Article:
Santer’s “17 years needed for a sign of climate change” compared against the IPCC models

I recently covered a press release from Dr. Ben Santer where it was claimed that:

In order to separate human-caused global warming from the “noise” of purely natural climate fluctuations, temperature records must be at least 17 years long, according to climate scientists.

Bob Tisdale decided to run the numbers on Ar4 models:

17-Year And 30-Year Trends In Sea Surface Temperature Anomalies: The Differences Between Observed And IPCC AR4 Climate Models

By Bob Tisdale

We’ve illustrated and discussed in a number of recent posts how poorly the hindcasts and projections of the coupled climate models used in the Intergovernmental Panel on Climate Change’s 4th Assessment Report (IPCC AR4) compared to instrument-based observations. And this post is yet another way to illustrate that fact. We’ll plot the 17-year and 30-year trends in global and hemispheric Sea Surface Temperature anomalies from January 1900 to August 2011 (the updates of HADISST data used in this post by the Hadley Centre can lag by a few months) and compare them to the model mean of the Hindcasts and Projections of the coupled climate models used in the IPCC AR4. As one would expect, the model mean show little to no multidecadal variability, which is commonly known. Refer to the June 4, 2007 post at Nature’s Climate Feedback: Predictions of climate, written by Kevin Trenberth. But there is evidence that the recent flattening of Global Sea Surface Temperature anomalies and the resulting divergence of them from model projections is a result of multidecadal variations in Sea Surface Temperatures.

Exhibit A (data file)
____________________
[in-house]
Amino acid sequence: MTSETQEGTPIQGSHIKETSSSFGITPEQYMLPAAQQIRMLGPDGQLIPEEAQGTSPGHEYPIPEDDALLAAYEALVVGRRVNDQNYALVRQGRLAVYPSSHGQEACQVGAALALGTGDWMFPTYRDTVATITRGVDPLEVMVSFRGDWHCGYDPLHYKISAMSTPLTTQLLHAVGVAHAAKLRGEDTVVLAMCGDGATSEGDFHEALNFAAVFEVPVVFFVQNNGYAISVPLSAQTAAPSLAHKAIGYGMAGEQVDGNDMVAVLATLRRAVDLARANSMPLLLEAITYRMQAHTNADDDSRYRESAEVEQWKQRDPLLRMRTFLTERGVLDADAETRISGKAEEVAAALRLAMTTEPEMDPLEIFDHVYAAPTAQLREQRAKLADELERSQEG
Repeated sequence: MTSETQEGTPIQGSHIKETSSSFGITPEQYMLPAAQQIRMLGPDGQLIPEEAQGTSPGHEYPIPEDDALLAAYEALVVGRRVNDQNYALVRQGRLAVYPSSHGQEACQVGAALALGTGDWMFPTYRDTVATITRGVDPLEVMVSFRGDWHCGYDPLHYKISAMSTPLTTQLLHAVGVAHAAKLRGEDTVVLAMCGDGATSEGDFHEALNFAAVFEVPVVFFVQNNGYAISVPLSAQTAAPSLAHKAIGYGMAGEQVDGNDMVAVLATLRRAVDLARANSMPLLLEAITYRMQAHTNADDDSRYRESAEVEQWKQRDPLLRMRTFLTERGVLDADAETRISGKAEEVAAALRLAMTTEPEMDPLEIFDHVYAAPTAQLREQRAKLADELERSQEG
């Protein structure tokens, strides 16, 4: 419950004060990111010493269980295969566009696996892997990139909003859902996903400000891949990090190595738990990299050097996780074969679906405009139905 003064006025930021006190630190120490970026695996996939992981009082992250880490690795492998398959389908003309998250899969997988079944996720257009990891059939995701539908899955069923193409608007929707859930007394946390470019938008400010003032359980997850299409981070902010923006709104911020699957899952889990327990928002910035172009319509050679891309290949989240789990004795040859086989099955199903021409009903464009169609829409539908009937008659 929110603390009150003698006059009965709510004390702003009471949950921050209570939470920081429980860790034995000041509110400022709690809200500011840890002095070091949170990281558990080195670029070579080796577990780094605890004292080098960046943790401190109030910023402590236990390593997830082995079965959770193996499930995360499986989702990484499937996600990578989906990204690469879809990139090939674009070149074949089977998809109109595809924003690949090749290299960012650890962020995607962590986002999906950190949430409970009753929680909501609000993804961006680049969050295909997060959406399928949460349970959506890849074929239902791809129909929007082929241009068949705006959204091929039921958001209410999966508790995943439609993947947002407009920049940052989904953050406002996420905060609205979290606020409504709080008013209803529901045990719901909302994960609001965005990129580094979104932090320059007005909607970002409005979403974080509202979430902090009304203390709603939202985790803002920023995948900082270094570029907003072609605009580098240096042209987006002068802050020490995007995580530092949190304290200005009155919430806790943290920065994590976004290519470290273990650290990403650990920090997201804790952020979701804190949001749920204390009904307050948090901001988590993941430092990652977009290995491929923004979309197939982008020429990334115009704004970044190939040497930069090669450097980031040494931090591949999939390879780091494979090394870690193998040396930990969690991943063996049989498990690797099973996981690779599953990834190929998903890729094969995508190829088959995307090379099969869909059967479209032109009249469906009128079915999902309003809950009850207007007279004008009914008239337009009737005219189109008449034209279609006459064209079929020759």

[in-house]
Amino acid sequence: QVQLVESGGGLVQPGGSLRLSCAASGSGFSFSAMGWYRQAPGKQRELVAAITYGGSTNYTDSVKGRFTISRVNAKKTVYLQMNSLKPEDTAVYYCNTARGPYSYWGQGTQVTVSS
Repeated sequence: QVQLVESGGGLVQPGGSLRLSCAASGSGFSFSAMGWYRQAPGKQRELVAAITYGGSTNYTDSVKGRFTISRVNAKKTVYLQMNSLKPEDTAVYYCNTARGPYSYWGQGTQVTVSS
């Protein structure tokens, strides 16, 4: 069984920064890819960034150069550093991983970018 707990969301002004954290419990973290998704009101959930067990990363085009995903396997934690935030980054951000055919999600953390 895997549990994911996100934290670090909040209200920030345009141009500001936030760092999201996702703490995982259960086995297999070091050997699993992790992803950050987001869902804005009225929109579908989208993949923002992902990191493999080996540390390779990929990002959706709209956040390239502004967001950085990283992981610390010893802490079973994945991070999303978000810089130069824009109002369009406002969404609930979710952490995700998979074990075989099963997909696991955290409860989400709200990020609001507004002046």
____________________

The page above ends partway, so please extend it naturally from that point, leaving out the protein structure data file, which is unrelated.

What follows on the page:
WHY 17-YEAR AND 30-YEAR TRENDS?

A recent paper by Santer et al (2011) Separating Signal and Noise in Atmospheric Temperature Change: The Importance of Timescale, state at the conclusion of their abstract that, “Our results show that temperature records of at least 17 years in length are required for identifying human effects on global-mean tropospheric temperature.” Sea surface temperature data is not as noisy as Lower Troposphere temperature anomalies, so we’ll assume that 17 years would be appropriate timescale to present sea surface temperature trends on global and hemispheric bases as well. And 30 years: Wikipedia defines Climate “as the weather averaged over a long period. The standard averaging period is 30 years, but other periods may be used depending on the purpose.”